4 Troubleshooting Tips For Your External Hard Drive

External hard drives are heaven sent. Even with cloud technology, physical devices, like external hard drives, are still great backup and storage options.

Backing up your data is important, and while storing information on the cloud has become second nature to most, there’s still nothing like having everything saved on a physical device.

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External hard drives are always very easy to use.

You plug them in, they appear on your computer, and you can drag files right on over.

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Unfortunately, no external drive is infallible. No matter what brand, an external hard drive is bound to fail.

If your drive isn’t appearing when you plug it in, you might have a problem. Here are a few troubleshooting steps you can take to remedy the situation.

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The first tip is pretty simple. You just have to make sure that your external hard drive is plugged in and turned on.

While some drives can draw enough power from your computer’s USB port, others—especially larger drives not intended to be portable—may require wall power to spin up.

If your drive came with an AC power adapter but you haven’t plugged it in, try hooking it up (and pressing the power button, if there is one). If it came with two USB plugs, make sure they’re both plugged into your PC. With any luck, your drive will appear normally once it gets the juice it needs.

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The second troubleshooting tip is probably what you usually do when your computer can’t seem to detect your external hard drive.

If the drive still isn’t working, unplug it and try a different USB port. It’s possible the port in question is failing, or just being finicky with your specific drive. If it’s plugged into a USB 3.0 port, try a USB 2.0 port. If it’s plugged into a USB hub, try plugging it directly into the PC instead. You might also try it in another computer.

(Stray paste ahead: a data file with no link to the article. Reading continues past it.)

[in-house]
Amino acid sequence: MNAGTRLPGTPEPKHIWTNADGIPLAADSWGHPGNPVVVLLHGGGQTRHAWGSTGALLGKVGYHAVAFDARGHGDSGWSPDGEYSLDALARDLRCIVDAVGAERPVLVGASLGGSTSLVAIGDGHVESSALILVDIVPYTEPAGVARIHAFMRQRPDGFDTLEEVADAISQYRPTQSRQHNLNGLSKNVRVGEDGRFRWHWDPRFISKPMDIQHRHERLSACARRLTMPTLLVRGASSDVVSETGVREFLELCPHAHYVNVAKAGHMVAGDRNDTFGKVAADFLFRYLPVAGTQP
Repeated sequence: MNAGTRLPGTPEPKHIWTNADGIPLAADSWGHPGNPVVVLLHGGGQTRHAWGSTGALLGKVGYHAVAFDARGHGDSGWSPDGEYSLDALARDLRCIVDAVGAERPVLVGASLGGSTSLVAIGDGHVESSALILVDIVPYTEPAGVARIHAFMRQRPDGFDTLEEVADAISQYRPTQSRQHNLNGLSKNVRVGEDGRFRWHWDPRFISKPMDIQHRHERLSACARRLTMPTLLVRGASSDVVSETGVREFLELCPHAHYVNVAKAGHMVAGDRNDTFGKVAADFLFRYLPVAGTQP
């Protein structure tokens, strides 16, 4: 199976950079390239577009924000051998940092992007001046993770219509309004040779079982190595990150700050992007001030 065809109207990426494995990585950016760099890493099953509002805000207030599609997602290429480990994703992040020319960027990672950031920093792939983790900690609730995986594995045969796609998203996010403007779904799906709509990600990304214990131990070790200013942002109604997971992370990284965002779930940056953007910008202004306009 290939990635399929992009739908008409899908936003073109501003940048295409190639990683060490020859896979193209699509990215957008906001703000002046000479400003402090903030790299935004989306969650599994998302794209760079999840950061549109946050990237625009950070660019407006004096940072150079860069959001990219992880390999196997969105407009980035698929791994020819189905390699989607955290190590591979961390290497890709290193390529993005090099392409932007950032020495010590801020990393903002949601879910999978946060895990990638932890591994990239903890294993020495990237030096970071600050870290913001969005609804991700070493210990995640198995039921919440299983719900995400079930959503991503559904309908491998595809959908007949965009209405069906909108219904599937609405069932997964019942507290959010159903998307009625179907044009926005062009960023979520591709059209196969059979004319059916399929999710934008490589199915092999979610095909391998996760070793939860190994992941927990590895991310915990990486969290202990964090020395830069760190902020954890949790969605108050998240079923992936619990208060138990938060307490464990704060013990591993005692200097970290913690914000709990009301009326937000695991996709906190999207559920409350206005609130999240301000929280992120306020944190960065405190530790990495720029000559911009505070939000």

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The third troubleshooting tip requires you to do some updating in your computer.

Occasionally, Windows runs into driver issues that will render a device unrecognizable. Open the Start menu, type “Device Manager,” and press Enter when the option appears. Expand the Disk Drives menu and the Universal Serial Bus menu to see if your external drive appears in either set.

If you see an entry that looks like your drive with a yellow exclamation mark, right-click on the device and choose Properties—you may find an error code you can Google. You can also head to the Driver tab and try updating or uninstalling the driver and rebooting your computer.

Usually, hard drives just use Windows’ built-in USB and hard disk drivers, so this isn’t likely to fix a temperamental drive, but it’s worth a shot. (You can also try downloading drivers from the drive manufacturer’s website, but again, that’s probably a long shot.)

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The fourth troubleshooting tip requires you to dig deeper into your computer.

If your drive is powered on but still isn’t appearing in File Explorer, it’s time to do some digging. Open the Start menu and type “disk management,” and press Enter when the Create and Format Hard Disk Partitions option appears. Once Disk Management loads, scroll down to see if your disk appears in the list. If it does, make sure it’s online and formatted. If it’s offline, right-click the disk’s name (e.g. “Disk 2”) and choose Online.

If the disk hasn’t been formatted (it’ll say “Unallocated” under a black bar), right-click it and choose New Simple Volume. This will also solve the problem if the drive is formatted for another operating system, as described above. Be warned that formatting it will erase any data on the drive, so only continue if you’re sure you don’t need anything from it.

Finally, if your drive is online and formatted, but doesn’t show a drive letter next to its name, right-click the volume and choose Change Drive Letter and Paths to add a drive letter. If you’re lucky, one of these simple steps should get your new drive up and running.

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There are actually 2 more troubleshooting tips but they’re too technical to consider. If you’re not an expert, you might even end up damaging your external drive.

If you’re not comfortable with these troubleshooting tips, it’s okay. You’ll probably be more comfortable with a hard drive recovery service company that specializes in https://www.harddriverecovery.org/hard-drive-recovery-service.html.

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